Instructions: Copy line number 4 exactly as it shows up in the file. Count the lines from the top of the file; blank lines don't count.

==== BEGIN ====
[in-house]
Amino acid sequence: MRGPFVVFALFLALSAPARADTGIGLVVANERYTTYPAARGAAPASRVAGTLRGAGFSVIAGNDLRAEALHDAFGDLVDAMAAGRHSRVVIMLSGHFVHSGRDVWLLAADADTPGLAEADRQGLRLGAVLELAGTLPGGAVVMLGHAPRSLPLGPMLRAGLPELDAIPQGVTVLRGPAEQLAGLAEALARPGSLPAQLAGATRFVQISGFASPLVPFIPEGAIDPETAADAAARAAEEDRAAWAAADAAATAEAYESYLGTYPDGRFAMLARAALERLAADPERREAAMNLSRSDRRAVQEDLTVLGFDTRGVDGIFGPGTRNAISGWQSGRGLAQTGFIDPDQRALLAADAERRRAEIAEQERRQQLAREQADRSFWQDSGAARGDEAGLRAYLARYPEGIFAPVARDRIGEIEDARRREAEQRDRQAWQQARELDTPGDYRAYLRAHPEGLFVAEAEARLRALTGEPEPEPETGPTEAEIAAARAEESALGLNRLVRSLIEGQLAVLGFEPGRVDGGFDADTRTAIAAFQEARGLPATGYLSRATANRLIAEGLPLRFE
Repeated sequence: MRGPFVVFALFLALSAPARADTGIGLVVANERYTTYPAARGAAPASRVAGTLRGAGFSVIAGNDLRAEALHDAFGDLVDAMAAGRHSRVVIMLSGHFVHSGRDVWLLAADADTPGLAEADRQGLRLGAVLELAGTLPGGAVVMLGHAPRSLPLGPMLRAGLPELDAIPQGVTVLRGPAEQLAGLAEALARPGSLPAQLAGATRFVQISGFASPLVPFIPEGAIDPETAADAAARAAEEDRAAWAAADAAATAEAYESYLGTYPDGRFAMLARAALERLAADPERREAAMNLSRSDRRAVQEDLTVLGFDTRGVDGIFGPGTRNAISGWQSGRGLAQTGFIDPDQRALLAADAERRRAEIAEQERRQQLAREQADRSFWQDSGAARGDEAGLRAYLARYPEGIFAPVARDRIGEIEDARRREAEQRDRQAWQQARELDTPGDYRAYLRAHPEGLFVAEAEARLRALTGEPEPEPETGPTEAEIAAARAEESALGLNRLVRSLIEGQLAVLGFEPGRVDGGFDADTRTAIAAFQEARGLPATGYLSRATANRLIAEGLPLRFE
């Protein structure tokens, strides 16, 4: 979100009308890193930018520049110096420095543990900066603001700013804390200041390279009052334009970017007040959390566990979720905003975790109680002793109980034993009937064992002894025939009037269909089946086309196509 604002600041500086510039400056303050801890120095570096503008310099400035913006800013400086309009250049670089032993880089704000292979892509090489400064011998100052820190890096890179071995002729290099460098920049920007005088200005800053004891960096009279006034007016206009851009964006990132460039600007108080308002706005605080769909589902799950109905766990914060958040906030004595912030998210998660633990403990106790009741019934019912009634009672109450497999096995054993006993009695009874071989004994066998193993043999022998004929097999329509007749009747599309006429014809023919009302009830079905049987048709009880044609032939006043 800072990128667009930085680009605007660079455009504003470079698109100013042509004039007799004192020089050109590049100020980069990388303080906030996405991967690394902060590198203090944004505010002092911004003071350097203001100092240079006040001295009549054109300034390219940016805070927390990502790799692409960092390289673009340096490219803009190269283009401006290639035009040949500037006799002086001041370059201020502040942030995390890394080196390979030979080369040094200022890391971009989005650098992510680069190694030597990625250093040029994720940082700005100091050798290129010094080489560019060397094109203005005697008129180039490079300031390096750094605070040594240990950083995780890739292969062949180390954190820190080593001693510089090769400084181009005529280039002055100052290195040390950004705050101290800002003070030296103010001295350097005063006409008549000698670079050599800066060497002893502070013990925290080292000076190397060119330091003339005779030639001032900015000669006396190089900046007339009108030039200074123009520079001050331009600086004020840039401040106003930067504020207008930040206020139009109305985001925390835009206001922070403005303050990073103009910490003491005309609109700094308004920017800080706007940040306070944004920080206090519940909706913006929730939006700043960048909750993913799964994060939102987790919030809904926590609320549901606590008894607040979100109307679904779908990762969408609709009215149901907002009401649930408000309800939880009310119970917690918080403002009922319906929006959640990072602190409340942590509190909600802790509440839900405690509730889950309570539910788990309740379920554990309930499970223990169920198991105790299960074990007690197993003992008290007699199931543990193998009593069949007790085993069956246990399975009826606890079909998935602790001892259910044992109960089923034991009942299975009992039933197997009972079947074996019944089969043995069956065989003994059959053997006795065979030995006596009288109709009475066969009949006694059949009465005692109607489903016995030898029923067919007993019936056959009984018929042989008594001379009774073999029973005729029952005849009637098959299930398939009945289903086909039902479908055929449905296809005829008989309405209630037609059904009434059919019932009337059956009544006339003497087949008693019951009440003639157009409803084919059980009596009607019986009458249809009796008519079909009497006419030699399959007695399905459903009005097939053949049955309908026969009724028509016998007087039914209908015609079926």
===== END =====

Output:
């Protein structure tokens, strides 16, 4: 979100009308890193930018520049110096420095543990900066603001700013804390200041390279009052334009970017007040959390566990979720905003975790109680002793109980034993009937064992002894025939009037269909089946086309196509 604002600041500086510039400056303050801890120095570096503008310099400035913006800013400086309009250049670089032993880089704000292979892509090489400064011998100052820190890096890179071995002729290099460098920049920007005088200005800053004891960096009279006034007016206009851009964006990132460039600007108080308002706005605080769909589902799950109905766990914060958040906030004595912030998210998660633990403990106790009741019934019912009634009672109450497999096995054993006993009695009874071989004994066998193993043999022998004929097999329509007749009747599309006429014809023919009302009830079905049987048709009880044609032939006043 800072990128667009930085680009605007660079455009504003470079698109100013042509004039007799004192020089050109590049100020980069990388303080906030996405991967690394902060590198203090944004505010002092911004003071350097203001100092240079006040001295009549054109300034390219940016805070927390990502790799692409960092390289673009340096490219803009190269283009401006290639035009040949500037006799002086001041370059201020502040942030995390890394080196390979030979080369040094200022890391971009989005650098992510680069190694030597990625250093040029994720940082700005100091050798290129010094080489560019060397094109203005005697008129180039490079300031390096750094605070040594240990950083995780890739292969062949180390954190820190080593001693510089090769400084181009005529280039002055100052290195040390950004705050101290800002003070030296103010001295350097005063006409008549000698670079050599800066060497002893502070013990925290080292000076190397060119330091003339005779030639001032900015000669006396190089900046007339009108030039200074123009520079001050331009600086004020840039401040106003930067504020207008930040206020139009109305985001925390835009206001922070403005303050990073103009910490003491005309609109700094308004920017800080706007940040306070944004920080206090519940909706913006929730939006700043960048909750993913799964994060939102987790919030809904926590609320549901606590008894607040979100109307679904779908990762969408609709009215149901907002009401649930408000309800939880009310119970917690918080403002009922319906929006959640990072602190409340942590509190909600802790509440839900405690509730889950309570539910788990309740379920554990309930499970223990169920198991105790299960074990007690197993003992008290007699199931543990193998009593069949007790085993069956246990399975009826606890079909998935602790001892259910044992109960089923034991009942299975009992039933197997009972079947074996019944089969043995069956065989003994059959053997006795065979030995006596009288109709009475066969009949006694059949009465005692109607489903016995030898029923067919007993019936056959009984018929042989008594001379009774073999029973005729029952005849009637098959299930398939009945289903086909039902479908055929449905296809005829008989309405209630037609059904009434059919019932009337059956009544006339003497087949008693019951009440003639157009409803084919059980009596009607019986009458249809009796008519079909009497006419030699399959007695399905459903009005097939053949049955309908026969009724028509016998007087039914209908015609079926």